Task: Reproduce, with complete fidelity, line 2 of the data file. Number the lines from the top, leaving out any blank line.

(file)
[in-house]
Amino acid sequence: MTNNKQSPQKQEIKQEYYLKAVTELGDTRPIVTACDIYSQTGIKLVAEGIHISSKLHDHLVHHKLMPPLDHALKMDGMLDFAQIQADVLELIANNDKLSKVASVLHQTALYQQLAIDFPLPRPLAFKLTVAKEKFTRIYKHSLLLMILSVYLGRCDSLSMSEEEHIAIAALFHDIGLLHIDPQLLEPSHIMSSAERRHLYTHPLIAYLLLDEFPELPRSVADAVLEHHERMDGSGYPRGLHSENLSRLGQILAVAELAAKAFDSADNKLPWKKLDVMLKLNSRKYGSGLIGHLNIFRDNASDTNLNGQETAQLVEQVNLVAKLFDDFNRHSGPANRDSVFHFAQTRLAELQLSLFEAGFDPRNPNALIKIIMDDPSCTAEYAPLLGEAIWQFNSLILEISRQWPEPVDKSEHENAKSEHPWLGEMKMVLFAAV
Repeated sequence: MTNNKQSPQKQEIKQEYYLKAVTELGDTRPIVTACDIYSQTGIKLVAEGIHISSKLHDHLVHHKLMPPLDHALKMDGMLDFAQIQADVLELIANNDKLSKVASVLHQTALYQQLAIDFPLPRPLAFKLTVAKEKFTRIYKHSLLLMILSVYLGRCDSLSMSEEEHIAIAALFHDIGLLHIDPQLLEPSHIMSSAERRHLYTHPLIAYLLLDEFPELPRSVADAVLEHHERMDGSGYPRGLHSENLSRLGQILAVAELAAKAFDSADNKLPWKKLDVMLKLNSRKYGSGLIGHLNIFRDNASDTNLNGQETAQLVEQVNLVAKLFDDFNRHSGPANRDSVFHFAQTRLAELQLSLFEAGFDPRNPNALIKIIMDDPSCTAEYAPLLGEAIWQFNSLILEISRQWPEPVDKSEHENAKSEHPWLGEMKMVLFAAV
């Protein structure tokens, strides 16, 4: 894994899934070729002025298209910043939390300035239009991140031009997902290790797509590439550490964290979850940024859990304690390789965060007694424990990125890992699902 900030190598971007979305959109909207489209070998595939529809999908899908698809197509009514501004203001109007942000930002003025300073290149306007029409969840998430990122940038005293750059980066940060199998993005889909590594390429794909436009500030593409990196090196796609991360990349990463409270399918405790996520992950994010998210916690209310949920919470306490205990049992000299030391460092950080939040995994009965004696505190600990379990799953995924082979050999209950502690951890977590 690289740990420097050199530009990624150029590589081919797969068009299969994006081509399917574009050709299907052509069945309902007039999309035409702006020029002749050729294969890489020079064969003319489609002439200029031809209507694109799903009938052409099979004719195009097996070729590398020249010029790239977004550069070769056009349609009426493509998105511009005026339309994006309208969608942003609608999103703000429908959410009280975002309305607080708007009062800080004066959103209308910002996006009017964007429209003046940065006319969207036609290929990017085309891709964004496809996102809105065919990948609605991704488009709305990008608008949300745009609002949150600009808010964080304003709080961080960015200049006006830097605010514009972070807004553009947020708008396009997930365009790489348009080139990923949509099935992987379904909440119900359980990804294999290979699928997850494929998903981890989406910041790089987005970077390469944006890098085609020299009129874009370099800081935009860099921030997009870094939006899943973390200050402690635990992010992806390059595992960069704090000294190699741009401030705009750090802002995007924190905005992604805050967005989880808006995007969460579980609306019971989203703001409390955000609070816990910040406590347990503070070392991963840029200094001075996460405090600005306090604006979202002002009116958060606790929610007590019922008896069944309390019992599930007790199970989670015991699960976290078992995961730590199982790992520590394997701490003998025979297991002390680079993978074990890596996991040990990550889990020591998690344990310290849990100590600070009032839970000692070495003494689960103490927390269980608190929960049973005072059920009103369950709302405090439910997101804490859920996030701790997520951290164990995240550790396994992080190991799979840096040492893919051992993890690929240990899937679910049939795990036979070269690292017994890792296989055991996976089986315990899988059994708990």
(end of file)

Amino acid sequence: MTNNKQSPQKQEIKQEYYLKAVTELGDTRPIVTACDIYSQTGIKLVAEGIHISSKLHDHLVHHKLMPPLDHALKMDGMLDFAQIQADVLELIANNDKLSKVASVLHQTALYQQLAIDFPLPRPLAFKLTVAKEKFTRIYKHSLLLMILSVYLGRCDSLSMSEEEHIAIAALFHDIGLLHIDPQLLEPSHIMSSAERRHLYTHPLIAYLLLDEFPELPRSVADAVLEHHERMDGSGYPRGLHSENLSRLGQILAVAELAAKAFDSADNKLPWKKLDVMLKLNSRKYGSGLIGHLNIFRDNASDTNLNGQETAQLVEQVNLVAKLFDDFNRHSGPANRDSVFHFAQTRLAELQLSLFEAGFDPRNPNALIKIIMDDPSCTAEYAPLLGEAIWQFNSLILEISRQWPEPVDKSEHENAKSEHPWLGEMKMVLFAAV